Guest Post: How Author Kate Moretti Spins Her Facts Into Her Fiction

Today, author Kate Moretti describes how she has taken tidbits of her life and spun them into fiction. What’s her simple answer? Because it’s interesting! Frankly, it’s one of the best explanations I’ve heard.

Please welcome Kate Moretti to Women’s Fiction Writers!

Amy xo

Spinning Facts Into My Fiction

by Kate Moretti

Thought-I-Knew-You-Final-3001In high school, I took a creative writing course. The teacher had us keep two journals – one of fiction, poetry, short stories and the like, and the other of our daily lives. I quickly filled the fiction one, but the daily one bored me to death. For fun, I started making up stories about my days. Who would know? In my made-up journal, the cute boy talked to me, or didn’t. Or I fought with my mom, or didn’t. It didn’t matter. The fictional day was no less mundane than my regular day, but the attraction was inventing it. Whatever happened that day, I’d write the opposite. Sometimes I’d make my alter ego have a wonderful day if I was having a particularly crappy one, but that’s as fantastic as I got. When I would get the journal back on Monday, I would page through, looking for the teacher’s comments. She’d write “Nice!” or “Fun!” next to one of my invented activities, and I’d feel a sense of pride. Which parts of my pretend life most entertained her? Later, as an adult, I would puzzle over the purpose of it — pages and pages of these pointless little white lies.

As a reader, I’m no different. I’m attracted to different sides of the same coin. I seek out the character who could be me through the looking glass. I want to be able to submerge myself in the character, see their surroundings, or in some cases, superimpose my own life, my house, my husband, my kids into the novel. I want to imagine myself there.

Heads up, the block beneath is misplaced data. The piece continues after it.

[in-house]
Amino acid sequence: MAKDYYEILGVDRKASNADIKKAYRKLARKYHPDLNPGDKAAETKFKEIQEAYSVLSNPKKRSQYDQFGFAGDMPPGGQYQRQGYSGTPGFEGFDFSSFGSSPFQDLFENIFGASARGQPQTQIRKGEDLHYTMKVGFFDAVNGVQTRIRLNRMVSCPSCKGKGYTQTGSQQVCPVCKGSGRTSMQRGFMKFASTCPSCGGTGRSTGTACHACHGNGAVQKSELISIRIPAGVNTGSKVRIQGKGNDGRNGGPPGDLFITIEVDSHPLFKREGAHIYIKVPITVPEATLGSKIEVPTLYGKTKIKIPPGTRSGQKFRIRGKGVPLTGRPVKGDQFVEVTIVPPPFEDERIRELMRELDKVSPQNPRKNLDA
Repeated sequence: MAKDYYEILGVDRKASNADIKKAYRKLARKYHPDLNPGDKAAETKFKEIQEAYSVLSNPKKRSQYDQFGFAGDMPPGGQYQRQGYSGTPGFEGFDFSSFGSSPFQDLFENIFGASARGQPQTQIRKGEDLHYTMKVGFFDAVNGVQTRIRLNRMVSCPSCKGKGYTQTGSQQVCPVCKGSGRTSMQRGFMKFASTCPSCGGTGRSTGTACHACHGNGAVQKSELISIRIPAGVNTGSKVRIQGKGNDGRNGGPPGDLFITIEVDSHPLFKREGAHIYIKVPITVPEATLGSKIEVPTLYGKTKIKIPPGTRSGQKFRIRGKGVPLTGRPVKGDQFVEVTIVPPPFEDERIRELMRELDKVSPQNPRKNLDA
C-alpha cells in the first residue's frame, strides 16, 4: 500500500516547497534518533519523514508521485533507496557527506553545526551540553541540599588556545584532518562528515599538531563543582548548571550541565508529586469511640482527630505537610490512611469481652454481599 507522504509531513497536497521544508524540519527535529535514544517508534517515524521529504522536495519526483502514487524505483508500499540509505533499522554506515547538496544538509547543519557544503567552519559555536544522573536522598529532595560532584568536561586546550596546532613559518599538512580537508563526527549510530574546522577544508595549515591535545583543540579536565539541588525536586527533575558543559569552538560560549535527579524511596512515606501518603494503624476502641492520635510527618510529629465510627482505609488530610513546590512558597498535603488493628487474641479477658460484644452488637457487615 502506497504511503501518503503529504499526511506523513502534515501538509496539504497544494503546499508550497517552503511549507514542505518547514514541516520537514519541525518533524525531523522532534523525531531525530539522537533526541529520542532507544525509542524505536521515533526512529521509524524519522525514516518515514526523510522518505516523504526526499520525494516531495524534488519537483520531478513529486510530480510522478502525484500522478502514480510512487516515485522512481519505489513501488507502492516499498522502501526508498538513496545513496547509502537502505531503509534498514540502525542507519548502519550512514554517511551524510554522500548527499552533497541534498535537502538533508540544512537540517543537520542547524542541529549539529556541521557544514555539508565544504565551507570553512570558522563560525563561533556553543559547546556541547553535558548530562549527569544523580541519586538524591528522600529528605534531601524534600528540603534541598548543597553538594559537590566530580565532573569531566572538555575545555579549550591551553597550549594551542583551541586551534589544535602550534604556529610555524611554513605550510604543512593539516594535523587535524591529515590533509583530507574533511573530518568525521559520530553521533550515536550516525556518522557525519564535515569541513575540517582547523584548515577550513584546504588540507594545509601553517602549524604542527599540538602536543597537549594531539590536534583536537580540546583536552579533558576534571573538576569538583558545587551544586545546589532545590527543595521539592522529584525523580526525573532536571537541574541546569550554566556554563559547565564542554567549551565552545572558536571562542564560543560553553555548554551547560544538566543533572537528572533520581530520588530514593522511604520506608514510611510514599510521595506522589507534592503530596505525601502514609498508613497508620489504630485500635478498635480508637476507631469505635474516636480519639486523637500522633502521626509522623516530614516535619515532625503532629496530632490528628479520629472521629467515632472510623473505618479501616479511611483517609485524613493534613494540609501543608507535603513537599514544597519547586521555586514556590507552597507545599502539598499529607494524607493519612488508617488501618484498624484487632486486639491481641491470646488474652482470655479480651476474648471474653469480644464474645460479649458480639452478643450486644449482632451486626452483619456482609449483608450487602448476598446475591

It was no surprise then that my debut novel featured a character who was suspiciously familiar to my family and friends. Claire Barnes, the main character in Thought I Knew You, is so much like me that those closest to me naturally extrapolate these similarities. Claire’s mother must be my mom. Her best friend must be my best friend (well, okay the names are the same! But that was more of a hat-tip than anything), her husband, a bit of a cad, must be my husband. I even had someone ask me once if the love interest was an ex-boyfriend! What?  No, listen people: Love triangles are just plain interesting, okay?

I think some writers, particularly in their first novel, who are learning how to develop characters, or expose unique fissures in relationships, will take large chunks of real life and add just enough fantasy to capture an audience. Just plain fact is boring. What did I do today? Wake up at five a.m., commute an hour to work, put in a long day, commute an hour home, pick up the kids, dinner, bath, bed… are you still awake? On the other hand, pure fantasy is unbelievable. If I said I hopped on a spaceship and saved the world from war mongering aliens, you’d disengage because you haven’t bought into it yet. You can’t see yourself there. Particularly if the saving all of humanity didn’t involve any emotional battles, just physical ones. The blur between what I can dream up and what I know from experience is the sweet spot where the most captivating stories are told.

This might mean that a conversation with my sister will show up in a novel, larger than life. Or a disagreement with my husband will be tweaked or expanded, assigned more meaning than it had at the time. But truthfully, if the main character in the book pivots her life on this argument and leaves her husband, does it mean I will do the same? The best parts of writing are taking the mundane activities of your day and spinning fiction from them. It doesn’t have to be outlandish fiction, with wild plots or flamboyant characters. Instead of slamming the door, going for a drive, and coming back for an apology and some make-up nookie, what if I had just kept driving? Ended up in California, started a new life, became a famous actress or witnessed a murder? Does this somehow express some hidden desire? Nah, but my hope is that you turn the page, read to the next chapter.